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Who Owns Chicago’s Tallest Skyscrapers?

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    Who Owns Chicago’s Tallest Skyscrapers?

    Chicago’s biggest towers are, not surprisingly, owned by some big names. Let’s explore their histories, controversies and places in pop culture, which are equally larger-than-life.

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    1) Willis Tower

    233 S Wacker Dr
    Height: 1,450 feet
    Completed: 1973
    Owners include: Joe Chetrit, Joe Moinian and American Landmark Properties
    Intrigue: Chetrit may be New York’s most enigmatic landlord, but his stake in Chicago’s tallest building helped cement a reputation that grows despite his press-shyness.
    Formerly known as: Sears Tower
    Tussles: Lost a battle with 1 WTC over whether the NYC tower’s spire should be included in its official height. Without it, Willis Tower would still be king.
    Spider-Men: Costumed Dan Goodwin made the first successful outdoor climb of the tower in ’81, with an arrest being his prompt reward after seven hours of suction cups and exertion. Alain “Spiderman” Robert followed in ’99, though he was thwarted by fog.

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    2) Trump International Hotel and Tower

    401 N Wabash Ave
    Height: 1,389 feet
    Completed: 2009
    Owner: Trump Organization
    Construction: It was originally managed by The Apprentice winner Bill Rancic. Cantilevered into a section of 420 million-year-old limestone bedrock underground, the building was the tallest formwork structure in the world at completion.
    Controversy: The Donald found himself in hot water when the large signage on his namesake tower teed off Chicagoans already wary of the celebrity developer.
    Bragging rights: One of only three American towers left on the list of the world’s 20 tallest (it’s number 13).

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    3) Aon Center

    200 E Randolph St
    Height: 1,136 feet
    Completed: 1973
    Owner: Piedmont Office Realty Trust
    Formerly known as: Standard Oil Building
    Refacing: The world’s tallest marble-clad building when completed, Aon needed to be completely refaced with Mount Airy white granite in the early ‘90s thanks to the deterioration of its thin Italian Carrara marble.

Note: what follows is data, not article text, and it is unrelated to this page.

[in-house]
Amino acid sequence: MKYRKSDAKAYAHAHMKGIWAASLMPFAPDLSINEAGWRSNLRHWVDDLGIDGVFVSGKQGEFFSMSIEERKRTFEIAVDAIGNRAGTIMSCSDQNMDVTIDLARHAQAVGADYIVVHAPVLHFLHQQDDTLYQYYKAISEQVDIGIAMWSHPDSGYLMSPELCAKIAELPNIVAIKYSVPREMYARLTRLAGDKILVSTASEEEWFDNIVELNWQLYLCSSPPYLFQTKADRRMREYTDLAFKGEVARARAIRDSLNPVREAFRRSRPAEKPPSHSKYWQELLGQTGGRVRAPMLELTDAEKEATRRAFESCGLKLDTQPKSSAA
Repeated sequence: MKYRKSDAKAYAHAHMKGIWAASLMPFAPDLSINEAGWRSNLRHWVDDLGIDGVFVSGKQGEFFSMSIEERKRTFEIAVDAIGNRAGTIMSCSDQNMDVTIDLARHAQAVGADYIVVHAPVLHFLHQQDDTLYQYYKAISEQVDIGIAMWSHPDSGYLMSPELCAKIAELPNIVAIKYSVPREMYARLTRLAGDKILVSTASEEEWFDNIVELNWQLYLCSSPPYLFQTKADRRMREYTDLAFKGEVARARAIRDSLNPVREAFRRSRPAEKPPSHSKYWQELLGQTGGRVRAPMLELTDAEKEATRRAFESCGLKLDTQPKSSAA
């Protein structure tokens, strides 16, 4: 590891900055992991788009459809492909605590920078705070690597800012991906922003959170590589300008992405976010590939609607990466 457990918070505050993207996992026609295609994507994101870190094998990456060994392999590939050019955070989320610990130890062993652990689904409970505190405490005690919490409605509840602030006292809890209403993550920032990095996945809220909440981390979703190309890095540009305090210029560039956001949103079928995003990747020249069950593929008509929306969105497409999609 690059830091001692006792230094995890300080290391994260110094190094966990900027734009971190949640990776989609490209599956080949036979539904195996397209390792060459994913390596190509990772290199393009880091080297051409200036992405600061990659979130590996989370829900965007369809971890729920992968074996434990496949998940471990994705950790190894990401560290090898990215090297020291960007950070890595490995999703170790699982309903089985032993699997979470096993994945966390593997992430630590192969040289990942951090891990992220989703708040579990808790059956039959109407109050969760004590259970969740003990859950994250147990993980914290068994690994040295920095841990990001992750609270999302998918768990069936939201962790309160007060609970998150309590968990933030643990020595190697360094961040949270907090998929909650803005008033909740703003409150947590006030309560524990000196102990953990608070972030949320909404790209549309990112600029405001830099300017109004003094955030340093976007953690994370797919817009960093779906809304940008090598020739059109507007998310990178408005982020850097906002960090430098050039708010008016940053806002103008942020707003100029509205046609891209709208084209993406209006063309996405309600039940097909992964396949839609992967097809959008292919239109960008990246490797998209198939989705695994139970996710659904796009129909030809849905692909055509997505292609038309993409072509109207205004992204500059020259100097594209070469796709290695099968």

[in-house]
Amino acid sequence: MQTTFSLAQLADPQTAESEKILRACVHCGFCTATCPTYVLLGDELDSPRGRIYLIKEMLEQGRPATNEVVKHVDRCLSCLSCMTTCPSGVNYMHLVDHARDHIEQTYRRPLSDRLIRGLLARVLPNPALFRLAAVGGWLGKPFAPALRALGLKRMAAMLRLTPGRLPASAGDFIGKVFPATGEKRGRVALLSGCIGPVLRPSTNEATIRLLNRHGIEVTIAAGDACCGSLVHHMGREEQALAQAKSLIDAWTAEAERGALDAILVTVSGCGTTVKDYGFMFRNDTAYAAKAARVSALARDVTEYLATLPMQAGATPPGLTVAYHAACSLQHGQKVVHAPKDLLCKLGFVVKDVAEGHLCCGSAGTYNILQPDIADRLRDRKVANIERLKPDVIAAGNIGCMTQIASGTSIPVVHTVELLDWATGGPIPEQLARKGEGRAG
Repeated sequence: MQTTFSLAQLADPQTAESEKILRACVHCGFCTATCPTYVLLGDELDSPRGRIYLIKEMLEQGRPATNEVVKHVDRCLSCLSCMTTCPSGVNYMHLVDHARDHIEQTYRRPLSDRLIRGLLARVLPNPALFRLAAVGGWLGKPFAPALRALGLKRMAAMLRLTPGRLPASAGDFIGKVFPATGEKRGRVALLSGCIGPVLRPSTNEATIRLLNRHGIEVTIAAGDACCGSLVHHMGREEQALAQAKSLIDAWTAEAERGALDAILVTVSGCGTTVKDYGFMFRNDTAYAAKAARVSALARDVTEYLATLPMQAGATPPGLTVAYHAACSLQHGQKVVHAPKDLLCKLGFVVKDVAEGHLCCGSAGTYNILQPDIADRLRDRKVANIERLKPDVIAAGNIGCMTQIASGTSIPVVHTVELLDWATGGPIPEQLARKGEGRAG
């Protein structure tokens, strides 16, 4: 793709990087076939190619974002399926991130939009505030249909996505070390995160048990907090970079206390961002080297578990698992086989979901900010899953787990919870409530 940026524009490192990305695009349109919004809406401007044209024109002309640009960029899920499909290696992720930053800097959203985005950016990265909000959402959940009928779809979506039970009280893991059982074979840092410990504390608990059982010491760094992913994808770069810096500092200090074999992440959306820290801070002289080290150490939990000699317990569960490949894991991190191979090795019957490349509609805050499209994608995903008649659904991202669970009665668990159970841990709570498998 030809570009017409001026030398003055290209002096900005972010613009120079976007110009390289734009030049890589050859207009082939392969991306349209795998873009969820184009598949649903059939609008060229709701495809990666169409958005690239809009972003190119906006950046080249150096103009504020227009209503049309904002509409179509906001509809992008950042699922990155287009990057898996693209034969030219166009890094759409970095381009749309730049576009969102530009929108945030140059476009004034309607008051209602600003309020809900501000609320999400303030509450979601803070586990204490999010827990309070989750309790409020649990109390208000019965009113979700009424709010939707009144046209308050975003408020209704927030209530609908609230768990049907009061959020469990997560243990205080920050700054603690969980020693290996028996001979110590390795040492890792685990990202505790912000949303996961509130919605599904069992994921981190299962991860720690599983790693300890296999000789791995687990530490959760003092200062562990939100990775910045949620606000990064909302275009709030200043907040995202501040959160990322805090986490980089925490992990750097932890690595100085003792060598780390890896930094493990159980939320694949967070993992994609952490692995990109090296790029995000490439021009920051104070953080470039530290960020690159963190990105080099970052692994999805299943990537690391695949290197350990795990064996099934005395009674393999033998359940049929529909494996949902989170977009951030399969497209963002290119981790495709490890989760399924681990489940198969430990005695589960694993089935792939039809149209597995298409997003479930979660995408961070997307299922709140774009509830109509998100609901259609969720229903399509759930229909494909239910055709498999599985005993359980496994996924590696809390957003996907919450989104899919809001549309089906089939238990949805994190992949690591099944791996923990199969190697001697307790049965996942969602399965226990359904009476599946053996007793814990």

Intrigue: JLL’s HQ, the building made a cameo in the 2011 movie Transformers: Dark of the Moon.
    ‘Hood facts: Aon Center anchors the burgeoning Lakeshore East neighborhood (including Jeanne Gang’s Aqua and the obligatory Mariano’s) and is the perfect place to eavesdrop on Lollapalooza.

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    4) John Hancock Center

    875 N Michigan Ave
    Height: 1,128 feet
    Completed: 1969
    First resident: Ray Heckla, the building’s original engineer, moved in before completion in April 1969 with his family. And engineering was key—the building’s concrete pouring strategy had to be majorly tweaked to reach 99 stories, an expensive endeavor that brought in John Hancock to take over the project.
    Owner: Funny you should ask. The non-residential portion of the building was sold off in four pieces in recent years (for $410M) to maximize profits, so: a Hearn-led venture owns the office space and parking; French firm Montparnasse 56 owns the observation deck; Prudential Real Estate Investors has the retail and restaurant space; and Boston-based American Tower Corp has the antennas.
    Pop culture fame: Featured in Poltergeist III in ’88, and Chris Farley was tragically found dead there in his 60th floor apartment in ’97.
    Second city no more: The Hancock was the first building outside of NYC to be taller than 1,000 feet.

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    5) The Franklin North Tower

    227 W Monroe St
    Height: 1,007 feet
    Completed: 1989
    Owner: Tishman Speyer
    Formerly known as: AT&T Corporate Center, Franklin Center
    Tussles: The official height shot up from 886 feet to 1,007 feet after the Sears Tower v. Petronas controversy in the mid-‘90s, when the Council on Tall Buildings and Urban Habitat decided to include ornamental spires in measurements.
    Going green: The Franklin joined Retrofit Chicago’s Commercial Building Initiative in 2012. Its tenant-engaging sustainability initiatives have included lighting retrofits, improving energy efficiency across data centers and long-term energy management via monitoring software and real-time data.
    Fun fact: It’s the tallest building constructed in Chicago in the last quarter of the 20th century. Think it’s time we top ourselves, folks.